token: Optional[str] = SecretField(default=None)
    client_kwargs: Optional[Dict[str, Any]] = None
    config_kwargs: Optional[Dict[str, Any]] = None
    s3_additional_kwargs: Optional[Dict[str, Any]] = None

You can pass sensitive configuration values as secrets by defining them as type SecretField in the configuration class.

With the configuration defined, we can move on to the implementation class, which will use the S3 file system to implement the abstract methods of the BaseArtifactStore:

import s3fs

from zenml.artifact_stores import BaseArtifactStore

class MyS3ArtifactStore(BaseArtifactStore):
    """Custom artifact store implementation."""

    _filesystem: Optional[s3fs.S3FileSystem] = None

    def filesystem(self) -> s3fs.S3FileSystem:
        """Get the underlying S3 file system."""
        if self._filesystem:
            return self._filesystem

        self._filesystem = s3fs.S3FileSystem(
        return self._filesystem

    def open(self, path, mode: = "r"):
        """Custom logic goes here."""
        return, mode=mode)

    def exists(self, path):
        """Custom logic goes here."""
        return self.filesystem.exists(path=path)

The configuration values defined in the corresponding configuration class are always available in the implementation class under self.config.

Finally, let's define a custom flavor that brings these two classes together. Make sure that you give your flavor a globally unique name here.

from zenml.artifact_stores import BaseArtifactStoreFlavor

class MyS3ArtifactStoreFlavor(BaseArtifactStoreFlavor):
    """Custom artifact store implementation."""

    def name(self):
        """The name of the flavor."""
        return 'my_s3_artifact_store'

    def implementation_class(self):
        """Implementation class for this flavor."""
        from ... import MyS3ArtifactStore

        return MyS3ArtifactStore

    def config_class(self):
        """Configuration class for this flavor."""
        from ... import MyS3ArtifactStoreConfig

        return MyS3ArtifactStoreConfig

For flavors that require additional dependencies, you should make sure to define your implementation, config, and flavor classes in separate Python files and to only import the implementation class inside the implementation_class property of the flavor class. Otherwise, ZenML will not be able to load and validate your flavor configuration without the dependencies installed.

Managing a Custom Stack Component Flavor

Once you have defined your implementation, config, and flavor classes, you can register your new flavor through the ZenML CLI:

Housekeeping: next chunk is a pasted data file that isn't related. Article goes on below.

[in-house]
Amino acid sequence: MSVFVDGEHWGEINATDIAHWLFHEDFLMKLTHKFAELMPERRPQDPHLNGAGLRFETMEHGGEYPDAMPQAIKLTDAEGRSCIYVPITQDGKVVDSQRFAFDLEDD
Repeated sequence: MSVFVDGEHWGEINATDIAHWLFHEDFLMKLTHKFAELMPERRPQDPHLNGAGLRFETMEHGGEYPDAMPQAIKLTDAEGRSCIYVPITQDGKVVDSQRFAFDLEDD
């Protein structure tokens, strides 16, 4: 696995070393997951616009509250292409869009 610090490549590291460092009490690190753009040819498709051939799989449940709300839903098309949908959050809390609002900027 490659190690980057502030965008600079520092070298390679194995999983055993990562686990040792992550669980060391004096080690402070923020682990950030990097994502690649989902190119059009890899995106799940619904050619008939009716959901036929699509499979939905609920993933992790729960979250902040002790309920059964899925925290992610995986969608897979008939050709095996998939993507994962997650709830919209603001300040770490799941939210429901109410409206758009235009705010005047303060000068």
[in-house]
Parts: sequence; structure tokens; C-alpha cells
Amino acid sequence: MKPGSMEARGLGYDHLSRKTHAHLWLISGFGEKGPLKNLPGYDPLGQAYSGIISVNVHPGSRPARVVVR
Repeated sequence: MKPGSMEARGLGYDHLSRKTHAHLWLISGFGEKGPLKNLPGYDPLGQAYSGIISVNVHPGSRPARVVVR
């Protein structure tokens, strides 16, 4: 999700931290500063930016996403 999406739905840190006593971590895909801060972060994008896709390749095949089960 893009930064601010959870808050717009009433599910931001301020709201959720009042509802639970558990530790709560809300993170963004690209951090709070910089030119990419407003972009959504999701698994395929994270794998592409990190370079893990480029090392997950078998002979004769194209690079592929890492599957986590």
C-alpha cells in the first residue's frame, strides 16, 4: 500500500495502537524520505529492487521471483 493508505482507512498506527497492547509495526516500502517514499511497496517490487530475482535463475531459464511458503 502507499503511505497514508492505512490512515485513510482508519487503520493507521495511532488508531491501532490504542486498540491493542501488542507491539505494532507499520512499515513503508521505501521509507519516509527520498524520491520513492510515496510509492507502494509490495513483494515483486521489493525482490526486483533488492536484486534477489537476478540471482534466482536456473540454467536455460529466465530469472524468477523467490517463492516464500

zenml artifact-store flavor register <>

Make sure to point to the flavor class via dot notation!

For example, if your flavor class MyS3ArtifactStoreFlavor is defined in flavors/, you'd register it by doing:

zenml artifact-store flavor register flavors.my_flavor.MyS3ArtifactStoreFlavor

Afterwards, you should see the new custom artifact store flavor in the list of available artifact store flavors:

zenml artifact-store flavor list

And that's it! You now have a custom stack component flavor that you can use in your stacks just like any other flavor you used before, e.g.:

zenml artifact-store register <ARTIFACT_STORE_NAME> \
    --flavor=my_s3_artifact_store \
    --path='some-path' \

zenml stack register <STACK_NAME> \
    --artifact-store <ARTIFACT_STORE_NAME> \

Tips and best practices

  • ZenML resolves the flavor classes by taking the path where you initialized ZenML (via zenml init) as the starting point of resolution. Therefore, you and your team should remember to execute zenml init in a consistent manner (usually at the root of the repository where the .git folder lives). If the zenml init command was not executed, the current working directory is used to find implementation classes, which could lead to unexpected behavior.

  • You can use the ZenML CLI to find which exact configuration values a specific flavor requires. Check out this 3-minute video for more information.

  • You can keep changing the Config and Settings of your flavor after registration. ZenML will pick up these "live" changes when running pipelines.

  • Note that changing the config in a breaking way requires an update of the component (not a flavor). E.g., adding a mandatory name to flavor X field will break a registered component of that flavor. This may lead to a completely broken state where one should delete the component and re-register it.

  • Always test your flavor thoroughly before using it in production. Make sure it works as expected and handles errors gracefully.

  • Keep your flavor code clean and well-documented. This will make it easier for others to use and contribute to your flavor.

  • Follow best practices for the language and libraries you're using. This will help ensure your flavor is efficient, reliable, and easy to maintain.

  • We recommend you develop new flavors by using existing flavors as a reference. A good starting point is the flavors defined in the official ZenML integrations.

Extending Specific Stack Components

If you would like to learn more about how to build a custom stack component flavor for a specific stack component type, check out the links below:

Type of Stack Component


Orchestrating the runs of your pipeline

Storage for the artifacts created by your pipelines

Store for your containers

Execution of individual steps in specialized runtime environments

Services/platforms responsible for online model serving

Management of your data/features

Tracking your ML experiments

Sending alerts through specified channels

Annotating and labeling data

Validating and monitoring your data